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Small Giants (05 Edition)by Burlingham
Synopses & ReviewsPlease note that used books may not include additional media (study guides, CDs, DVDs, solutions manuals, etc.) as described in the publisher comments.
No two exit experiences are exactly alike. Some people wind up happy with the process and satisfied with the way it turned out while others look back on it as a nightmare. The question I hope to answer in this book is why. What did the people with good exits do differently from those whod had bad exits?”
When pioneering business journalist and Inc. magazine editor at large Bo Burlingham wrote Small Giants, it became an instant classic for its original take on a common business problem—how to handle the pressure to grow.
Now Burlingham is back to tackle an even more common problem—how to exit your company well. Sooner or later, all entrepreneurs leave their businesses and all businesses get sold, given away, or liquidated. Whatever your preferred outcome, you need to start planning for it while you still have time and options. The beautiful part is that if you start early enough, the process will lead you to build a better, stronger, more resilient company, as well as one with a higher market value. Unfortunately, most owners dont start early enough—and pay a steep price for their procrastination.
Burlingham interviewed dozens of entrepreneurs across a range of industries and identified eight key factors that determine whether owners are happy after leaving their businesses. His book showcases the insights, exit plans, and cautionary tales of entrepreneurs such as
Through such stories, Burlingham offers an illuminating and inspirational guide to one of the most stressful, and yet potentially rewarding, processes business owners must go through. And he explores the emotional challenges they face at every step of the way.
At the end of the day, owning a business is about more than selling goods and services. Its about making choices that shape your entire life, both professional and personal. Finish Big helps you figure out how to face your future with confidence and be able to someday look back on your journey with pride.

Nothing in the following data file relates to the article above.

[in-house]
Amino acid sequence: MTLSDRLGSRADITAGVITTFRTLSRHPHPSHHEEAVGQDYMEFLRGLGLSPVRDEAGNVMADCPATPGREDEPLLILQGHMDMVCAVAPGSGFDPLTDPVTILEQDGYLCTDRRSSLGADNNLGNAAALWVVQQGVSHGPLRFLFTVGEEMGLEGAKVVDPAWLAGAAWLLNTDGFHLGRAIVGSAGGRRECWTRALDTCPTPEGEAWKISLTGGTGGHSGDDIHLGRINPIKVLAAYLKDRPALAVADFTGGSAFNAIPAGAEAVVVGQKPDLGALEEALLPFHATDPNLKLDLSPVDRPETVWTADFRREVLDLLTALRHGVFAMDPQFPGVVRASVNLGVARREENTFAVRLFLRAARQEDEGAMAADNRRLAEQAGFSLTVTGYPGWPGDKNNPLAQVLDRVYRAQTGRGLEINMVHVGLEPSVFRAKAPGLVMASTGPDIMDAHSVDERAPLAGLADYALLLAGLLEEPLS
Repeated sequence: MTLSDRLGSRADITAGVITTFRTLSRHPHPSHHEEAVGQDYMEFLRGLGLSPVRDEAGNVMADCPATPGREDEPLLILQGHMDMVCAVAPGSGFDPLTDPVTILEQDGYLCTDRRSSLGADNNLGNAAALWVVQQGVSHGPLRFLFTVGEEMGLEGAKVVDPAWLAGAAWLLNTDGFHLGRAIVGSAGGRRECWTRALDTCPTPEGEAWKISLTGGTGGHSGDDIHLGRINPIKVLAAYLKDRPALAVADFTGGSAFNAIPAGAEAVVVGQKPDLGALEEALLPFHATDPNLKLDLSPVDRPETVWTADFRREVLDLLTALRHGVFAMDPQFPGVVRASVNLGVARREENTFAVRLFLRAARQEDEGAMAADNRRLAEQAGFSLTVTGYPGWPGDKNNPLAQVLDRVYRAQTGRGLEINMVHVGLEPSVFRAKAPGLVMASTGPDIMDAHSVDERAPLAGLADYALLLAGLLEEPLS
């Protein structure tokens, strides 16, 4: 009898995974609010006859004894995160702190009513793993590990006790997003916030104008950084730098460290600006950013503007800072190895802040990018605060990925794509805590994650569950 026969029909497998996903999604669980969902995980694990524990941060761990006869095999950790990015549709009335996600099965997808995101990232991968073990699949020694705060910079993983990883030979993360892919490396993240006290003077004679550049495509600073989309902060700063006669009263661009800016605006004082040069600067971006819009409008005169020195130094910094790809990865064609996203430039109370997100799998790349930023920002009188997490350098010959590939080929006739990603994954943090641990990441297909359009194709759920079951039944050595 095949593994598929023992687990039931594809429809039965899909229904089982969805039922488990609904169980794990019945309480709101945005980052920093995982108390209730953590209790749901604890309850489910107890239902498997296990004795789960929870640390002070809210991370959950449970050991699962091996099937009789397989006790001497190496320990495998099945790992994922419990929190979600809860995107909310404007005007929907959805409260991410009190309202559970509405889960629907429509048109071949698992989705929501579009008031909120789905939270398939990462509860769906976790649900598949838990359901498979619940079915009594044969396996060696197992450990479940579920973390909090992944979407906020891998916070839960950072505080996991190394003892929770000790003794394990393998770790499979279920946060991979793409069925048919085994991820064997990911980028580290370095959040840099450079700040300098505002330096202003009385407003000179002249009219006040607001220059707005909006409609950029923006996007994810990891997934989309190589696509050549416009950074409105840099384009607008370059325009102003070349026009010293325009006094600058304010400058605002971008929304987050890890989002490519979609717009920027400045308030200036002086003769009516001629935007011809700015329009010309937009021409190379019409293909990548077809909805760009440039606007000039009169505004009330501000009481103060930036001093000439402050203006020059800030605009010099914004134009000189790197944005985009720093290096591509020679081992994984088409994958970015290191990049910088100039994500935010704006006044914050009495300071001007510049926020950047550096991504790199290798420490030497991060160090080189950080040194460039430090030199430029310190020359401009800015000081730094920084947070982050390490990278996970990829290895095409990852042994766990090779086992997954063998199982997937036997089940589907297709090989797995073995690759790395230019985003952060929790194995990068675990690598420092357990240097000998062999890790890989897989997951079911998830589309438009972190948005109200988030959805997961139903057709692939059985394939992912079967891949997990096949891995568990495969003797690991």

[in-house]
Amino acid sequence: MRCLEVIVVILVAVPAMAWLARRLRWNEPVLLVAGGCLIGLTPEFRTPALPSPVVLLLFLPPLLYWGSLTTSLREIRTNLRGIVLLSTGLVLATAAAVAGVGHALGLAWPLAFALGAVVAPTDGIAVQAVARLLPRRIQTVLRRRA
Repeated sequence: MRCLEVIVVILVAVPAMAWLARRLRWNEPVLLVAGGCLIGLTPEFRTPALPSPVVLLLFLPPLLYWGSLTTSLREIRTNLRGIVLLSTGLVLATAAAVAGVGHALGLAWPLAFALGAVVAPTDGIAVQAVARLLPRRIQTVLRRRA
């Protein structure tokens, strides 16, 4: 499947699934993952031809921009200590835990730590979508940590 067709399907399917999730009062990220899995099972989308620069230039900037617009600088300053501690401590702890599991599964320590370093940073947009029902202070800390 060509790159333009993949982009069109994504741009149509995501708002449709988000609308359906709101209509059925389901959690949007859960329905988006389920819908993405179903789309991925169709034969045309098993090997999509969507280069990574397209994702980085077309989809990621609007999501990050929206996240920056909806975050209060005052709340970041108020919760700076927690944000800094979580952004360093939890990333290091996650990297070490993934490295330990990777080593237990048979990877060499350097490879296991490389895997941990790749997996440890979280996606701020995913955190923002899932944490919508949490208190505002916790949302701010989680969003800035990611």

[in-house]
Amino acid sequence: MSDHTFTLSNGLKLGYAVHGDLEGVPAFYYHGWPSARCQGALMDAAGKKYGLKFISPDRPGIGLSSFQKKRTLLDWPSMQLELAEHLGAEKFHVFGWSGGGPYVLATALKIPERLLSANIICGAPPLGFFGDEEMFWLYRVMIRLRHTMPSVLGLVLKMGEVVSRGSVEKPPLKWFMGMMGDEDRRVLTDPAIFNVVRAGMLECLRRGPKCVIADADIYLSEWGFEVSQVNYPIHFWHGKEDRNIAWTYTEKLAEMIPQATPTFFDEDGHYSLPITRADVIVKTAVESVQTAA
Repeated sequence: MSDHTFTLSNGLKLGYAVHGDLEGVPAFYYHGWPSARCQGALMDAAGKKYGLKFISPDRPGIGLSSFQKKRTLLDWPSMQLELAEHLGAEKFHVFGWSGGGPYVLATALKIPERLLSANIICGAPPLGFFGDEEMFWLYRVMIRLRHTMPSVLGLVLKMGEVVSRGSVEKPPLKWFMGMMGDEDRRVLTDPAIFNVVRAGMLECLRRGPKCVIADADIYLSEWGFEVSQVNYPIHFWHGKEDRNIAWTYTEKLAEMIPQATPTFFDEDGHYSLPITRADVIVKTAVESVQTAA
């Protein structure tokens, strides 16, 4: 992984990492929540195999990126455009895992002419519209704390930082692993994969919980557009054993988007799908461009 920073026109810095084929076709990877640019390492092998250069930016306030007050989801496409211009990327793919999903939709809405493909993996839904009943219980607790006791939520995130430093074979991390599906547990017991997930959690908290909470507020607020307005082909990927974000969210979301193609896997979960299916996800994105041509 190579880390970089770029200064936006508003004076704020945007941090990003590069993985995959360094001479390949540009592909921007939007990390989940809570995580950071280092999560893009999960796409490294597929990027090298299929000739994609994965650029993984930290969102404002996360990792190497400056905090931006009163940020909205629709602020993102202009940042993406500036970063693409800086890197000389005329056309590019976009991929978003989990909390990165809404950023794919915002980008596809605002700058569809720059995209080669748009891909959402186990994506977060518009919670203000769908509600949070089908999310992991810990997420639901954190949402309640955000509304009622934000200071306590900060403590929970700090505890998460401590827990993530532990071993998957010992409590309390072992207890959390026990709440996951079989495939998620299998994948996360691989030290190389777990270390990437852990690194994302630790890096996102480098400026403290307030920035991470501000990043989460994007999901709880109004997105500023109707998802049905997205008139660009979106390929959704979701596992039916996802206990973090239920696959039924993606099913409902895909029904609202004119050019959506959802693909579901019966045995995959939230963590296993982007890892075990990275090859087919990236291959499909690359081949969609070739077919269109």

"What do the Anchor Stream microbrewery and underground rock star Ani DiFranco have in common? The two are among Burlingham's examples of privately held businesses that have become 'giants' in their field without becoming huge corporations. (And if you don't think being a rock star is a business, consider that DiFranco's dealings with local vendors in her Buffalo neighborhood have led to the creation of more than 100 new jobs.) For the 14 small companies profiled here, success comes by getting richer, not by getting bigger. Burlingham's central conceit, that these are companies that excel in generating 'mojo,' may seem abstract at first, but he carefully demystifies the term by focusing on issues like community relations and customer service. The owners he interviews speak from hard-won experience about resisting the pressure to simply keep expanding or sell the company to the highest bidder and staying true to their original visions for excellence. Burlingham, an editor-at-large at Inc., closes his account with a tribute to the magazine's late founder, Bernard A. Goldhirsh, whose celebration of entrepreneurship and loose managerial style clearly provided a lasting influence." Publishers Weekly (Copyright Reed Business Information, Inc.)
The bestselling author of Small Giants returns with an original guide to exiting your company successfully and gracefully
Bo Burlinghams book Small Giants became an instant classic for its original take on a common business problem—how to handle the pressure to grow. It used deeply researched entrepreneurship stories to provide fresh insight into what really makes a great small business.
Now Burlingham returns with a look at an even more common problem—how to leave your company gracefully. He interviewed dozens of owners who have sold or bequeathed their companies and distilled nine key lessons for success.
For example, Ray Pagano turned down an initial offer for his twenty-eight-year-old company that manufactured housings for security cameras in favor of making the business more efficient and profitable. The effort paid off when he sold his newly improved company at the bottom of a recession for four times the original offer.
Through stories like Paganos, Burlingham offers an inspirational and enlightening guide through one of the most stressful processes every business owner must face.
About the Author
Bo Burlingham is editor at large at Inc. magazine. He has also written for Esquire, Harper’s, Mother Jones, and The Boston Globe, among other publications, and is the coauthor, with Jack Stack, of The Great Game of Business and A Stake in the Outcome.
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